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400 chunks of concrete may explain what caused a deadly building collapse in Florida

In an aerial view, a cleared lot where the 12-story Champlain Towers South condo building once stood is seen on June 22, 2022 in Surfside, Fla. It had been a year since the tragic event where 98 people died when the building partially collapsed on June 24, 2021.
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In an aerial view, a cleared lot where the 12-story Champlain Towers South condo building once stood is seen on June 22, 2022 in Surfside, Fla. It had been a year since the tragic event where 98 people died when the building partially collapsed on June 24, 2021.

MIAMI — A federal team investigating the collapse of a condominium tower in Surfside, Fla., has moved into the next phase of its work. Ninety-eight people died on June 24, 2021, when part of the Champlain Towers South building unexpectedly collapsed.

A team from the National Institute of Standards and Technology began its investigation days after the collapse, while search and rescue operations were still underway. Some of the debris from the site was later removed to a warehouse, where scientists and engineers with NIST conducted nondestructive testing.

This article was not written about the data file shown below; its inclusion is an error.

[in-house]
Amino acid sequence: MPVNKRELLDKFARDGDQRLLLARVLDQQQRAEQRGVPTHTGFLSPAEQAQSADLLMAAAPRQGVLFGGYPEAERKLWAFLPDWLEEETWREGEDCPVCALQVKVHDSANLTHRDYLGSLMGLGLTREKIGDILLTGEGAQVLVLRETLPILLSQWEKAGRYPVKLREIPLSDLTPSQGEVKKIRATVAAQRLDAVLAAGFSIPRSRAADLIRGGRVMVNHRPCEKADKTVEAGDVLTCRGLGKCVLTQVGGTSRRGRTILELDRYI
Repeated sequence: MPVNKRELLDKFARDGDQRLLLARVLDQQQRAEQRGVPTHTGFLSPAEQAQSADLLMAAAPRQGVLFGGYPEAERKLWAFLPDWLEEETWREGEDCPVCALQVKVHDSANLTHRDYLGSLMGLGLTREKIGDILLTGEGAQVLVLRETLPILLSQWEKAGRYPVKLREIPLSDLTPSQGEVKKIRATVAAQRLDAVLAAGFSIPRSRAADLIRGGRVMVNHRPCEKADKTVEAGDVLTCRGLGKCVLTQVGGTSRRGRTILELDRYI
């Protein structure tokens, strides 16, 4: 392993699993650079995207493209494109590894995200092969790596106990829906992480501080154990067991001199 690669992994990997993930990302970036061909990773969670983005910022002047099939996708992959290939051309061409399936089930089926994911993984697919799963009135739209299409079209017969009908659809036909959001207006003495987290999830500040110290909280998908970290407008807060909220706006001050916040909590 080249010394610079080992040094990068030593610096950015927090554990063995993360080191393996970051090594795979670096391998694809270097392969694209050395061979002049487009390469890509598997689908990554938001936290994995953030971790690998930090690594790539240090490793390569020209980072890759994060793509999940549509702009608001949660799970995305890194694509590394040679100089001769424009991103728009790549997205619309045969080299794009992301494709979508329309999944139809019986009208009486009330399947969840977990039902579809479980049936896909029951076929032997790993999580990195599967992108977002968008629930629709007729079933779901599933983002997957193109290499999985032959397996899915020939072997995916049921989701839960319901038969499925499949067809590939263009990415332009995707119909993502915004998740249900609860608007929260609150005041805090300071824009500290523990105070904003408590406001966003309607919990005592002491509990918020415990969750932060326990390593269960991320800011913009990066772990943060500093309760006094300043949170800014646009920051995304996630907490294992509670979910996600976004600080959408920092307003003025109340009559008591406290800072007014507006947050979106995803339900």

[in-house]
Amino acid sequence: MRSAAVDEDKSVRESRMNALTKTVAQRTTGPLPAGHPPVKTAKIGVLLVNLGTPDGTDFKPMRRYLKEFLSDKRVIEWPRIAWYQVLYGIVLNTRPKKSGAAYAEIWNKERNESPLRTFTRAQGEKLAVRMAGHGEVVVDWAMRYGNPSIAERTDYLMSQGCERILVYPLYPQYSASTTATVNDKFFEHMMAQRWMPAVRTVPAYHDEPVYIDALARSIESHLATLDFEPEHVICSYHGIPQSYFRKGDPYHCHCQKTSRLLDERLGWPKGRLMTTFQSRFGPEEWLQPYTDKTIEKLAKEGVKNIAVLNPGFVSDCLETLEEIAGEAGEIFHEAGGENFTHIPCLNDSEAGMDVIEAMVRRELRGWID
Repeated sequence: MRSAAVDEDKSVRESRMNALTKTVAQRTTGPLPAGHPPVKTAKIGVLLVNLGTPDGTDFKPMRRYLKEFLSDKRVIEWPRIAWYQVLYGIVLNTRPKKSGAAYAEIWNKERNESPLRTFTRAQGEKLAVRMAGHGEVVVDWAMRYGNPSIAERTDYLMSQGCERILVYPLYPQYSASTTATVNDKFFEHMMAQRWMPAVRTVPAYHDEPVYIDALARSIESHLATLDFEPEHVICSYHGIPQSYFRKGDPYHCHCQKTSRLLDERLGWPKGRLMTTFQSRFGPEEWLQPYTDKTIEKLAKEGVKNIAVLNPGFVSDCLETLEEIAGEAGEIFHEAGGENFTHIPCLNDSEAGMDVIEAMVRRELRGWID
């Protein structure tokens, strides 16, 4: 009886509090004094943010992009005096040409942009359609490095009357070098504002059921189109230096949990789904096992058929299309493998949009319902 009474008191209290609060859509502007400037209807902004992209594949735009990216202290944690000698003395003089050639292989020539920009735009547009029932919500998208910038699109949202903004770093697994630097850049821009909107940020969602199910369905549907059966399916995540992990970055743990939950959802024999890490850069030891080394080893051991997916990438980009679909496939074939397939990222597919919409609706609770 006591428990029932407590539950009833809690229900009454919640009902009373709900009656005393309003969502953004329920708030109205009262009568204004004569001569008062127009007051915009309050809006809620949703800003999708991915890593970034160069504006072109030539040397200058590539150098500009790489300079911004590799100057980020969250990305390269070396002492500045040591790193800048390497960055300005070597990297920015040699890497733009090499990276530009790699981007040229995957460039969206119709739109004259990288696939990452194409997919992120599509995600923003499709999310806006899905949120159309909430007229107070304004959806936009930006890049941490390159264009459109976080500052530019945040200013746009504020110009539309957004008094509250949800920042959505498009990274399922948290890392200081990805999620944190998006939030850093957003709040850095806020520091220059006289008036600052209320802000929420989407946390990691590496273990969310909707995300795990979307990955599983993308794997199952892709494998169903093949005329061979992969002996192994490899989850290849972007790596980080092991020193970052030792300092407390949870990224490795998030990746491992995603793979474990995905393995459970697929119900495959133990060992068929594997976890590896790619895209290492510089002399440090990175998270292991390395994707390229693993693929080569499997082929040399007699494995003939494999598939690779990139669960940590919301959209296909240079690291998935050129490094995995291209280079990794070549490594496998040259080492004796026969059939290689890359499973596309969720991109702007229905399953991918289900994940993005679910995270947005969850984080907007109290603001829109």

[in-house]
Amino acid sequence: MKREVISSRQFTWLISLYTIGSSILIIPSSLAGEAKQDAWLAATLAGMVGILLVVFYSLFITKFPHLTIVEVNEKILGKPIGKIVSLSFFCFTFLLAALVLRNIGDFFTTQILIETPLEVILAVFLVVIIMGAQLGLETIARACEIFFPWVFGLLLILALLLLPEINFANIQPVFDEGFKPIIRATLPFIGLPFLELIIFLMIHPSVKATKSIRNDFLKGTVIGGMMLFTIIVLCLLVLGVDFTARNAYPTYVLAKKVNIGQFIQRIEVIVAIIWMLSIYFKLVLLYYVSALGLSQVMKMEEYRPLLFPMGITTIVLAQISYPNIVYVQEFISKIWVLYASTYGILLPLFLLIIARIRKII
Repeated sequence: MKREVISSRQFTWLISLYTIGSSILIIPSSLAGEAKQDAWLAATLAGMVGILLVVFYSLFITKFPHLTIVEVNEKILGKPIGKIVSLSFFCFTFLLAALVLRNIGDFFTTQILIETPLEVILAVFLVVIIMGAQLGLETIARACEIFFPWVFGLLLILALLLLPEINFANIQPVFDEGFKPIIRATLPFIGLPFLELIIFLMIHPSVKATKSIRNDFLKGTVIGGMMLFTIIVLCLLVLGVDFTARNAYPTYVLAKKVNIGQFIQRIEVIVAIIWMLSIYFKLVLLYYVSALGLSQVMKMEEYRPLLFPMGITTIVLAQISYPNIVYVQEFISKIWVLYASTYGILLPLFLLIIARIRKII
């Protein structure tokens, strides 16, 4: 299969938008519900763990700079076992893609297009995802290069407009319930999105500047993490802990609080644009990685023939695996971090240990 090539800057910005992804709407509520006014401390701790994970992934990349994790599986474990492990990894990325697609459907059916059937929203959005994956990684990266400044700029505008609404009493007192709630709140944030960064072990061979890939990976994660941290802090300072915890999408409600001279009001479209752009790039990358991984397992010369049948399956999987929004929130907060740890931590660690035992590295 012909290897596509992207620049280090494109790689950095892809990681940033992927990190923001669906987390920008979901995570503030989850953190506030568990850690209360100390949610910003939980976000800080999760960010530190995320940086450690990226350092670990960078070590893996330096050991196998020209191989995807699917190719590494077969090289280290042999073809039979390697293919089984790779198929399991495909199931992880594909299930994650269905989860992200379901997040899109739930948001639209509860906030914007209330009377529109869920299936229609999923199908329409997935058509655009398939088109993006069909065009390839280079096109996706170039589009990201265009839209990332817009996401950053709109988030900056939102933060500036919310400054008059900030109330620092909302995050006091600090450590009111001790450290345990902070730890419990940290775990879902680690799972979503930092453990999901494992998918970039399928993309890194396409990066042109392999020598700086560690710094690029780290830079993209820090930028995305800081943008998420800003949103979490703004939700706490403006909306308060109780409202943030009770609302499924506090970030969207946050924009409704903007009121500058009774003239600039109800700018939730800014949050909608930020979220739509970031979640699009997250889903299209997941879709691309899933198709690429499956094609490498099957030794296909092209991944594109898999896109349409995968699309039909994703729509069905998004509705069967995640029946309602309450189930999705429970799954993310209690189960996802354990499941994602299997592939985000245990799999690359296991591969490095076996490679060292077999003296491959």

Now the agency, part of the U.S. Department of Commerce, has moved some 400 large chunks of steel-reinforced concrete along with other evidence to a larger space. There, teams using heavy equipment can begin removing and testing concrete cores and samples of the rebar.

The NIST team is trying to understand why a portion of the 12-story building suddenly fell and to recommend changes to regulations and building codes to avoid similar disasters. Reporting by the Miami Herald and other news organizations has focused attention on possible construction defects that may have contributed to degradation of the building's concrete and its reinforcing steel.

NIST says the investigation of the Champlain Towers South collapse is "one of the most complex and challenging of its type ever undertaken, with no obvious initiating event for the collapse." The agency says its investigation won't be completed until spring of 2024. A report with recommendations is expected a year later.

Copyright 2023 NPR. To see more, visit https://www.npr.org.

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As NPR's Miami correspondent, Greg Allen reports on the diverse issues and developments tied to the Southeast. He covers everything from breaking news to economic and political stories to arts and environmental stories. He moved into this role in 2006, after four years as NPR's Midwest correspondent.